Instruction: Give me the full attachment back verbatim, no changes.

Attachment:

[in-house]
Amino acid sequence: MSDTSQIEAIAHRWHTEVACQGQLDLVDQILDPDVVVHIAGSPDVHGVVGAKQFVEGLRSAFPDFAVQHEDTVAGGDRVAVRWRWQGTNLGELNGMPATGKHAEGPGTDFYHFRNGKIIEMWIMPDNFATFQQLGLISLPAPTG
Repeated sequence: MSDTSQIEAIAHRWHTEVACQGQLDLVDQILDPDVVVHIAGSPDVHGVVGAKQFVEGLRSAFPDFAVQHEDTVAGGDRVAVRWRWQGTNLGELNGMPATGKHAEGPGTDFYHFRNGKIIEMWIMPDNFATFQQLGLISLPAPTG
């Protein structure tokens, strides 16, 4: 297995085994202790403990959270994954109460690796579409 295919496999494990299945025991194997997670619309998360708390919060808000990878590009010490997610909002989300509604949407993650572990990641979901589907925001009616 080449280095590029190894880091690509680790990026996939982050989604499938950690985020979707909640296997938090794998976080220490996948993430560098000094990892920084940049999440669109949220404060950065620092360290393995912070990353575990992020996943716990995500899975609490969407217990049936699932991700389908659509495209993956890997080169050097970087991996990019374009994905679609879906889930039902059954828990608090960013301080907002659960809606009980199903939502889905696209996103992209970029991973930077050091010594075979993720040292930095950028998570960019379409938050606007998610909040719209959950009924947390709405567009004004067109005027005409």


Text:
[in-house]
Amino acid sequence: MSDTSQIEAIAHRWHTEVACQGQLDLVDQILDPDVVVHIAGSPDVHGVVGAKQFVEGLRSAFPDFAVQHEDTVAGGDRVAVRWRWQGTNLGELNGMPATGKHAEGPGTDFYHFRNGKIIEMWIMPDNFATFQQLGLISLPAPTG
Repeated sequence: MSDTSQIEAIAHRWHTEVACQGQLDLVDQILDPDVVVHIAGSPDVHGVVGAKQFVEGLRSAFPDFAVQHEDTVAGGDRVAVRWRWQGTNLGELNGMPATGKHAEGPGTDFYHFRNGKIIEMWIMPDNFATFQQLGLISLPAPTG
């Protein structure tokens, strides 16, 4: 297995085994202790403990959270994954109460690796579409 295919496999494990299945025991194997997670619309998360708390919060808000990878590009010490997610909002989300509604949407993650572990990641979901589907925001009616 080449280095590029190894880091690509680790990026996939982050989604499938950690985020979707909640296997938090794998976080220490996948993430560098000094990892920084940049999440669109949220404060950065620092360290393995912070990353575990992020996943716990995500899975609490969407217990049936699932991700389908659509495209993956890997080169050097970087991996990019374009994905679609879906889930039902059954828990608090960013301080907002659960809606009980199903939502889905696209996103992209970029991973930077050091010594075979993720040292930095950028998570960019379409938050606007998610909040719209959950009924947390709405567009004004067109005027005409």